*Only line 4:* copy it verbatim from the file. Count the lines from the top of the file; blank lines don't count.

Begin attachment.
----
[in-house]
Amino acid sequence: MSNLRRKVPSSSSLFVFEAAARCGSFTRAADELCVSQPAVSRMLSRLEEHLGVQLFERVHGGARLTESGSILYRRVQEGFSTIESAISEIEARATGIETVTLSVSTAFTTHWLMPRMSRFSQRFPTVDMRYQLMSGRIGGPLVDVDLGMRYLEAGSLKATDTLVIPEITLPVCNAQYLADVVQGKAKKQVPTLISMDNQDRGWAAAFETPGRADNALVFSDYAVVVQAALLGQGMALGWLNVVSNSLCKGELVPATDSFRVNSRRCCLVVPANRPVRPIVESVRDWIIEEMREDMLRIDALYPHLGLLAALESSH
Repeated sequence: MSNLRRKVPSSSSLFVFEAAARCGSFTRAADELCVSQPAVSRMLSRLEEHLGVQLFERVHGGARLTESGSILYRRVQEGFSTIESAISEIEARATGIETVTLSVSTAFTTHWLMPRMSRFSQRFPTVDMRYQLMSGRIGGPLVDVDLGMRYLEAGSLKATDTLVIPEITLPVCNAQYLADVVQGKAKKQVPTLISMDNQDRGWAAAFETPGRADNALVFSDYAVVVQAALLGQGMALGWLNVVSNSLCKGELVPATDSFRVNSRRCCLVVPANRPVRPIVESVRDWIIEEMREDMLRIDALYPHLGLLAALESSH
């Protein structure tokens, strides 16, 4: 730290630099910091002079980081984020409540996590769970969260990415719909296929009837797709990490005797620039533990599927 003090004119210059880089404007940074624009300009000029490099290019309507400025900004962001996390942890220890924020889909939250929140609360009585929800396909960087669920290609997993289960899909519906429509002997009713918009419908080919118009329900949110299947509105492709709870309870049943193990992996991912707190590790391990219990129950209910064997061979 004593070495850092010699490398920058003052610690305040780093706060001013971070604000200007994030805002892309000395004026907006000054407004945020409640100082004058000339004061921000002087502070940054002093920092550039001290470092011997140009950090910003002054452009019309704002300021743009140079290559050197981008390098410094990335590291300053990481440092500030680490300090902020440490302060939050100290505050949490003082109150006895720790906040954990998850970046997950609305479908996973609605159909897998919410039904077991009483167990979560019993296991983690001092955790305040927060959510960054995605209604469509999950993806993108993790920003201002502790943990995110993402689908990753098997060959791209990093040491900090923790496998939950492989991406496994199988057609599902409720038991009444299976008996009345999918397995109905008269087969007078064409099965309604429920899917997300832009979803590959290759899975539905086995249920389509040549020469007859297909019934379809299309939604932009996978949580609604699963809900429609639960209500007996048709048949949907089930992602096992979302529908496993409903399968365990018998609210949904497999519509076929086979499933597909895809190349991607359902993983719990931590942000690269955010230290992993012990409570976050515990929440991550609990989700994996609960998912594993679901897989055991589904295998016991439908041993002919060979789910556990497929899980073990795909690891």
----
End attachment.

């Protein structure tokens, strides 16, 4: 730290630099910091002079980081984020409540996590769970969260990415719909296929009837797709990490005797620039533990599927 003090004119210059880089404007940074624009300009000029490099290019309507400025900004962001996390942890220890924020889909939250929140609360009585929800396909960087669920290609997993289960899909519906429509002997009713918009419908080919118009329900949110299947509105492709709870309870049943193990992996991912707190590790391990219990129950209910064997061979 004593070495850092010699490398920058003052610690305040780093706060001013971070604000200007994030805002892309000395004026907006000054407004945020409640100082004058000339004061921000002087502070940054002093920092550039001290470092011997140009950090910003002054452009019309704002300021743009140079290559050197981008390098410094990335590291300053990481440092500030680490300090902020440490302060939050100290505050949490003082109150006895720790906040954990998850970046997950609305479908996973609605159909897998919410039904077991009483167990979560019993296991983690001092955790305040927060959510960054995605209604469509999950993806993108993790920003201002502790943990995110993402689908990753098997060959791209990093040491900090923790496998939950492989991406496994199988057609599902409720038991009444299976008996009345999918397995109905008269087969007078064409099965309604429920899917997300832009979803590959290759899975539905086995249920389509040549020469007859297909019934379809299309939604932009996978949580609604699963809900429609639960209500007996048709048949949907089930992602096992979302529908496993409903399968365990018998609210949904497999519509076929086979499933597909895809190349991607359902993983719990931590942000690269955010230290992993012990409570976050515990929440991550609990989700994996609960998912594993679901897989055991589904295998016991439908041993002919060979789910556990497929899980073990795909690891």